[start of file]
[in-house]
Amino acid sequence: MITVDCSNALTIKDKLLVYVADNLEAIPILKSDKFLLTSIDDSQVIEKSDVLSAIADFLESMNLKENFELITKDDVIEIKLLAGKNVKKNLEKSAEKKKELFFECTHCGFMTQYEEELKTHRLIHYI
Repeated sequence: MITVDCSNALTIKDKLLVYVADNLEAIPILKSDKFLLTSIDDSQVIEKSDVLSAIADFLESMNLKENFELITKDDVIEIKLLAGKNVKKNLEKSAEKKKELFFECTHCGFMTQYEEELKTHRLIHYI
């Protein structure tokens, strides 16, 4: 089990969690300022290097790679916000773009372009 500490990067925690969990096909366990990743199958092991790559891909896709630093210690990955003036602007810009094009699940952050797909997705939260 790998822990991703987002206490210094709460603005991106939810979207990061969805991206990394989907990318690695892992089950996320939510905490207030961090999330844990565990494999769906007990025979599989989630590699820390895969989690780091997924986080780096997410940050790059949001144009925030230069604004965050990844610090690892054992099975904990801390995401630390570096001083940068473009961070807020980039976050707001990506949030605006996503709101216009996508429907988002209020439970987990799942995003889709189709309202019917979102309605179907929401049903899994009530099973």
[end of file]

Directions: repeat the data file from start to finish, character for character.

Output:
[in-house]
Amino acid sequence: MITVDCSNALTIKDKLLVYVADNLEAIPILKSDKFLLTSIDDSQVIEKSDVLSAIADFLESMNLKENFELITKDDVIEIKLLAGKNVKKNLEKSAEKKKELFFECTHCGFMTQYEEELKTHRLIHYI
Repeated sequence: MITVDCSNALTIKDKLLVYVADNLEAIPILKSDKFLLTSIDDSQVIEKSDVLSAIADFLESMNLKENFELITKDDVIEIKLLAGKNVKKNLEKSAEKKKELFFECTHCGFMTQYEEELKTHRLIHYI
């Protein structure tokens, strides 16, 4: 089990969690300022290097790679916000773009372009 500490990067925690969990096909366990990743199958092991790559891909896709630093210690990955003036602007810009094009699940952050797909997705939260 790998822990991703987002206490210094709460603005991106939810979207990061969805991206990394989907990318690695892992089950996320939510905490207030961090999330844990565990494999769906007990025979599989989630590699820390895969989690780091997924986080780096997410940050790059949001144009925030230069604004965050990844610090690892054992099975904990801390995401630390570096001083940068473009961070807020980039976050707001990506949030605006996503709101216009996508429907988002209020439970987990799942995003889709189709309202019917979102309605179907929401049903899994009530099973």